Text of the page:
• Tip: Position the unit’s transducer in a way that offers the best line of sight to another unit’s transducer. For any higher powered diver unit, we typically recommend placing it at the 6 o’ clock position of the diver’s tank on the tank strap. If using a Buddy Phone, a diver may need to turn their head to better their communications.
  • Air or Aerated Water
    • The Affect: In using wireless underwater communications air kills the signal. This means wireless communications will not work on the surface. This also means that air in the water will greatly diminish or affect transmission of your communications.
    • Tip: Ensure there is no aerated pumps in a pool or confined area as this will negatively effect your communications. If you can shut off the aeration an hour before diving, this will warrant the best results.
    • Tip: Assess the water in which you are diving. If you are diving in surf or areas where a lot of air bubbles, such as kelp, consider this when communicating and adjust your approach as necessary.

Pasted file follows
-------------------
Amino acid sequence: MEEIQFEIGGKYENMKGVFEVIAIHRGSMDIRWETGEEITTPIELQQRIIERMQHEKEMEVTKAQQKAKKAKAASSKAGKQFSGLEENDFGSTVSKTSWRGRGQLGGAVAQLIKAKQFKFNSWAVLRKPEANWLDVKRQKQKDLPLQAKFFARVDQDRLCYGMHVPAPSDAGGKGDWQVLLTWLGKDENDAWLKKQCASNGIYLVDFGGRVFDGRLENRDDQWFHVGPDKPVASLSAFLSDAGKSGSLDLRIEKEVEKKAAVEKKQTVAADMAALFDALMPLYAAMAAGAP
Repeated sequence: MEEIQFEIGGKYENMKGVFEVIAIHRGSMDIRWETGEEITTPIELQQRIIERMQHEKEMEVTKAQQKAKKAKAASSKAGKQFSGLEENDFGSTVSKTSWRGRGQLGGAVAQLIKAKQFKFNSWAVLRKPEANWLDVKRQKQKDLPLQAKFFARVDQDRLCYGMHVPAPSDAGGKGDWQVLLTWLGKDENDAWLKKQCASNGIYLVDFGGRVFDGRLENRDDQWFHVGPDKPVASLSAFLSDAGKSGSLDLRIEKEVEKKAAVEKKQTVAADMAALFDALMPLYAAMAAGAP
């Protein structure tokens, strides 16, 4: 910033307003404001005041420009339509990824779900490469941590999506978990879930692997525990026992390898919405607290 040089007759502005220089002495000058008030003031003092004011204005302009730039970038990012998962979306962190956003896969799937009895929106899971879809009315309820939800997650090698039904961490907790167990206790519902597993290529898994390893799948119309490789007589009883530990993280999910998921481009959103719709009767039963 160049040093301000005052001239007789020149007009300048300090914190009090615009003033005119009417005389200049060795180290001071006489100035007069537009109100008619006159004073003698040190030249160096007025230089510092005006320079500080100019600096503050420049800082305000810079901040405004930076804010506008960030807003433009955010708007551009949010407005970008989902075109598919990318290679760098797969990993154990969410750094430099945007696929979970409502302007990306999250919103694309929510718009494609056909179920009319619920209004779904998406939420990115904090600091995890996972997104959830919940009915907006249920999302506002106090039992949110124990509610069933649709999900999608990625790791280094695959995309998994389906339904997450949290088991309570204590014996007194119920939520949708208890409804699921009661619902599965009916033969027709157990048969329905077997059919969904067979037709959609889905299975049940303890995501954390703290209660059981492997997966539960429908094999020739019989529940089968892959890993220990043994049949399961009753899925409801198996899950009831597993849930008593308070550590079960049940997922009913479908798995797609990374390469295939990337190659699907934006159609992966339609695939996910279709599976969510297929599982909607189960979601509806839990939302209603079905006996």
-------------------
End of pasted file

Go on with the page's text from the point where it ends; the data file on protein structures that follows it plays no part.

Important Tips for Use of Wireless Underwater Communications

  1. Grab your buddies attention first!: Before speaking, say the name of the person you wish to speak to a few times to get their attention. This will cue the listener you are going to transmit and they can inhale while you’re speaking. If the diver is exhaling while someone is speaking to you, they might struggle to hear as bubbles are being exhausted by their ear.
    1. Example: “John, John, John – Let’s go to our right to see if we can find any lobsters” – John was first alerted his buddy is going to speak and can prepare to listen.
  2. Push then Talk: Make sure while using the push-to-talk that you push the button then talk. The button must be held down for the entire transmission.
  3. Mumble in is mumble out: Ensure you are speaking clearly and at a slower pace than normal so that your buddy can hear you with more ease.
  4. Microphone placement is Key: Inside your mask there will be a small circular red or black microphone. Sometimes the inclination is to tuck that out of the way. Don’t do this. The microphone should be no less than 1/4” from your lips. The farther the microphone is away from your mouth, the more intelligibility you will loose.